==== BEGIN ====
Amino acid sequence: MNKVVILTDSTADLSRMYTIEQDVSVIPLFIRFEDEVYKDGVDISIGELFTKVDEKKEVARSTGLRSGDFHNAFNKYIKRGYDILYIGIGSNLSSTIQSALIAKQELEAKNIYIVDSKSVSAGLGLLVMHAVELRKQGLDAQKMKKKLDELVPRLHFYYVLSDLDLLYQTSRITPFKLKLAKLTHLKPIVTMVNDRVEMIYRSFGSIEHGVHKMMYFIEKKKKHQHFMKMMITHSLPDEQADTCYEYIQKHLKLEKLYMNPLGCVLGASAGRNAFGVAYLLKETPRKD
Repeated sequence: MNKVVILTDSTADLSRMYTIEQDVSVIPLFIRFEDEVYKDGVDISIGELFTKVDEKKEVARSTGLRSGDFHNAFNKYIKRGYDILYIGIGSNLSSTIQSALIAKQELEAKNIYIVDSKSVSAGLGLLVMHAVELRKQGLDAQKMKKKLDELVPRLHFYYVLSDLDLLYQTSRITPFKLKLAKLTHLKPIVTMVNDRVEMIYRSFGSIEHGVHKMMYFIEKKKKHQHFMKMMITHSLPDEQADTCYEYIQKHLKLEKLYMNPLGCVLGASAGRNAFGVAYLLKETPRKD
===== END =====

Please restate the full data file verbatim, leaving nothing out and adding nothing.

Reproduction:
Amino acid sequence: MNKVVILTDSTADLSRMYTIEQDVSVIPLFIRFEDEVYKDGVDISIGELFTKVDEKKEVARSTGLRSGDFHNAFNKYIKRGYDILYIGIGSNLSSTIQSALIAKQELEAKNIYIVDSKSVSAGLGLLVMHAVELRKQGLDAQKMKKKLDELVPRLHFYYVLSDLDLLYQTSRITPFKLKLAKLTHLKPIVTMVNDRVEMIYRSFGSIEHGVHKMMYFIEKKKKHQHFMKMMITHSLPDEQADTCYEYIQKHLKLEKLYMNPLGCVLGASAGRNAFGVAYLLKETPRKD
Repeated sequence: MNKVVILTDSTADLSRMYTIEQDVSVIPLFIRFEDEVYKDGVDISIGELFTKVDEKKEVARSTGLRSGDFHNAFNKYIKRGYDILYIGIGSNLSSTIQSALIAKQELEAKNIYIVDSKSVSAGLGLLVMHAVELRKQGLDAQKMKKKLDELVPRLHFYYVLSDLDLLYQTSRITPFKLKLAKLTHLKPIVTMVNDRVEMIYRSFGSIEHGVHKMMYFIEKKKKHQHFMKMMITHSLPDEQADTCYEYIQKHLKLEKLYMNPLGCVLGASAGRNAFGVAYLLKETPRKD